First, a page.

Saturday, February 24, 2007

Today in TV Show Review Blogging Today

Man vs. Wild, Discovery Network

In short, it's Jackass, crazy limey special forces style:

"Here Aye yam, alone [except for the camera crew], on a glass-eeyer in Alasker, and Aye'm going to die if I cahn't find food and shelter soon ... Uh oh, here comes a polar bear ... I had better pee on me own head ... it's an old British commando technique ... cor, yeah, that's a right solid stream, eh? ...

"In 1922, a hiker in these parts named Brad Fidgepoddilaparbadoobadoo peed on his own head and froze to death in a solid block of yellow ice. So Aye've got to keep moving.

"Ay've surveyed me position, and eaten some raw disgusting animals alive, and peed on me head again, and given the wally a right shake for good measure, so I will survive the night in me improvised shelter made of me own eyelashes and blocks of frozen pee chiseled off me forehead with me own feces, honed razor sharp by repeatedly scraping against me own frozen sphincter.

"Tomorrow, I must find civilization, or die. One thing I know from my training is to follow the KFC signs, which from my vantage on top of this vedddy dangerous but picturesque iceberg -- and which I am totally alone upon despite the fact that I am now being photographed from 300 feet in the air by a circling helicopter full of paramedics and tea -- are only a day's hike away. For two fings invariably go togevver, civilization, and KFC. And now a word from our sponsor ..."

Friday, February 23, 2007

If you can't beat them ... next time try a chilled copper bowl with a little cream of tartar

Shoot me ... it's a food blog post. This is what I made for dinner tonight. Baked "bubble and squeak" -- a savory cake-like mixture of mashed potatoes and hashed brussels sprouts with sauteed onions and carrots, garlic, ham, and swiss cheese given the treatment for 25 minutes at 375 degrees. Half of it is now in my tummy.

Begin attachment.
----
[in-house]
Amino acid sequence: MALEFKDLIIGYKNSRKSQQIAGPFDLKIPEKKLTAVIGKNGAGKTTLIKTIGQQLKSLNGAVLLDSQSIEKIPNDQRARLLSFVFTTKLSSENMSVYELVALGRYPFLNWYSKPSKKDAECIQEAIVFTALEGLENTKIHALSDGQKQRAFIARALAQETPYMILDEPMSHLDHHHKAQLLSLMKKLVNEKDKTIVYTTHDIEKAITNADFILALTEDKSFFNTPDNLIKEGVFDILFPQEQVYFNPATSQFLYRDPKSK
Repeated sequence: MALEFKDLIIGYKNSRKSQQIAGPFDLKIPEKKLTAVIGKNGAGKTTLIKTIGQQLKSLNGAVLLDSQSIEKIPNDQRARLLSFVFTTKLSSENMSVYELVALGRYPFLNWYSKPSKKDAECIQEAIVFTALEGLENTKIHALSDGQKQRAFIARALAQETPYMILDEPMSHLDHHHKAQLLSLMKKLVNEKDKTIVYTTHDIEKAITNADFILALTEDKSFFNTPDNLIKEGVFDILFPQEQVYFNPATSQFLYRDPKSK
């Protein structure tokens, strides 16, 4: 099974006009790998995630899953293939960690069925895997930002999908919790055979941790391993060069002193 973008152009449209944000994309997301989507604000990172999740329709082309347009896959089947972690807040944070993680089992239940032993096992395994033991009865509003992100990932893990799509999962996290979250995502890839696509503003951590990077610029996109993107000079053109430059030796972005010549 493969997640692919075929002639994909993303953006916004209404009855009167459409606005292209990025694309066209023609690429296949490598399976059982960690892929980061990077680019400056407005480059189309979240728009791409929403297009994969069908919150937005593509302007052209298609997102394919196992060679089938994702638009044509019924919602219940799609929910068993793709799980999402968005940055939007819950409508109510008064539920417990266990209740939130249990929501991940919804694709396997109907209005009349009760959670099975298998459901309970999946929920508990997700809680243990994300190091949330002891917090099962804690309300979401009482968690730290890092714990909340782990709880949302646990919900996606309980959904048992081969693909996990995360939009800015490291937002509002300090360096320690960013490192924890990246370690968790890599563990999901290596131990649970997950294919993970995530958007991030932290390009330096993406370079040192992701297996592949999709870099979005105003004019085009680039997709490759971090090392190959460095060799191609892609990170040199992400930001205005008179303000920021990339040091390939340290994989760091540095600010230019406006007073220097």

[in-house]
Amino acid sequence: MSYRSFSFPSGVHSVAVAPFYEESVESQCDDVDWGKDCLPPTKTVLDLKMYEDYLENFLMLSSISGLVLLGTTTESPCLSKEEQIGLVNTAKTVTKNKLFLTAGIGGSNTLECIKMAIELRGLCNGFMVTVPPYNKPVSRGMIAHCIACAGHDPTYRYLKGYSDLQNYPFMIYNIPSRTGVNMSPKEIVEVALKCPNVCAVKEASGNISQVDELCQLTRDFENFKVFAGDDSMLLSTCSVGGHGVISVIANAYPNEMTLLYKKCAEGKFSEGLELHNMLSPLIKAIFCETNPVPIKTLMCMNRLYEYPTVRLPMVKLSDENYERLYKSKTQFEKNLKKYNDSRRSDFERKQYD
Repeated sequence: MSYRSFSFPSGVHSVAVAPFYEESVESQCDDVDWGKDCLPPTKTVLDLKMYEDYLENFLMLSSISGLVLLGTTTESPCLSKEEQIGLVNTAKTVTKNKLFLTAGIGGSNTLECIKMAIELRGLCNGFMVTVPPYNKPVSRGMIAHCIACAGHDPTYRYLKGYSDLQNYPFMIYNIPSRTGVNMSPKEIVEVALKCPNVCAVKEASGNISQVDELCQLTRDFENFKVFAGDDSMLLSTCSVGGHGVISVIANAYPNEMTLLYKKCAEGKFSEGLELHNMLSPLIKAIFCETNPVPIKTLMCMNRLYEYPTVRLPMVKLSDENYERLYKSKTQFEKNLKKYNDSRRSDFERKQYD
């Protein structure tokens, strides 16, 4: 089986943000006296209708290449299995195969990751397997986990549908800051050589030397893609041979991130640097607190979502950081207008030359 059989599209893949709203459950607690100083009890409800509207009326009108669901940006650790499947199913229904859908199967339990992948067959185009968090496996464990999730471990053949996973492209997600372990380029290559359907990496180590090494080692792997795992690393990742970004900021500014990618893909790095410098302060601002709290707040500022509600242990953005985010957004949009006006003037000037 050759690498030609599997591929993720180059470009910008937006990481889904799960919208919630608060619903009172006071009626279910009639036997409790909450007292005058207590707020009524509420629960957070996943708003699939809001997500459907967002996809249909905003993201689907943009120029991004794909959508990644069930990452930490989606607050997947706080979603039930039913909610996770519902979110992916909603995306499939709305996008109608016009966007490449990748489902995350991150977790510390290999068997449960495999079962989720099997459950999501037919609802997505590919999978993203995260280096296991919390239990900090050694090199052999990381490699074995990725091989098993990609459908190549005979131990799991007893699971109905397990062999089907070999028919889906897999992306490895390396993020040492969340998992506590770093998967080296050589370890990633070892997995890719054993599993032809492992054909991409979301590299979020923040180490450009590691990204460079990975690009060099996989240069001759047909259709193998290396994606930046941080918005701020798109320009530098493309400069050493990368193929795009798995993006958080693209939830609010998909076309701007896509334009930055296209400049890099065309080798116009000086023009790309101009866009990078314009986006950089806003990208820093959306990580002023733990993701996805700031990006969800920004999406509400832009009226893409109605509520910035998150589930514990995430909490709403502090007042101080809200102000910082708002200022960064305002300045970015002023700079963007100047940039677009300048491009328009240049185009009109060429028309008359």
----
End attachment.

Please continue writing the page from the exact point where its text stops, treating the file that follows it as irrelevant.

Recommended wine: Black cherry Fresca, 2007.

Musical accompaniment: Loudon Wainwright III, "Living Alone":

You sit at a desk and you squirm in a chair
You stretch out on a couch, you could fall asleep there
But you lie in your bed and you try not to think
You put on your bathrobe and you stand at the sink
And then you look into the mirror and you unplug the phone
You re-read the letter, you're living alone.

You clear out a closet and you listen to a clock
You wipe off a table and you pick up a sock
And then you put up your feet and you stand on your head
You hate what you did and you regret what you said
And then you gaze at a spapshot and wait for the tone
You talk to yourself, yeah, you're living alone.

You were always alone, but you just didn't know it
You tried living with someone but then you had to blow it
And if there's one thing you learned after living with her
Is that you're not the man now that you never were.

So you turn up the heat and you fight off a cold
You thumb through the Bible as you sit there on hold
But you're your own boss you can do as you please
Open a window and let in a breeze
You sit down to dinner, yeah, you cooked your own
You light a candle, you're living alone.

You think about her and how did it end
Your cleaning lady has become your very best friend
You're back in your hometown, you're living in fear
They wonder where has he been and why is he here
You're watching the reruns of the Twilight Zone
Your life in a nutshell, you're living alone.

You were always alone, but you just didn't see it
You tried to be someone different but you just couldn't be it
And if there's one thing you learned after all of it
Is that you're usually fired before you can quit.

What you need is a dog, some goldfish or a cat
A boa constrictor and a laboratory rat
The end is at hand now and you have the means
A roll of toilet paper and the right magazines
Your parents are dead now and your kids are full grown
You're 53 now, you're 53 now, you're 53 now
You're living alone.

2007 Baseball Preview #1
Cubs' Field Boss, Lou Piniella: Labor Hero

Here's the first in an intended series of posts related to the upcoming MLB season, and specifically Chicago's two teams. I'm not going to clutter things up with the same old speculative crap about Marks Prior and Buehrle, Derrek Lee, Kerry Wood, Jermaine Dye, or even Ozzie Guillen, because every other one of the 80 million baseball blogs out there are doing a damn good regurgatative job of that. I'm going to try to come up with some unusual stuff and see if I can get any long-tail hits out of it. Or not.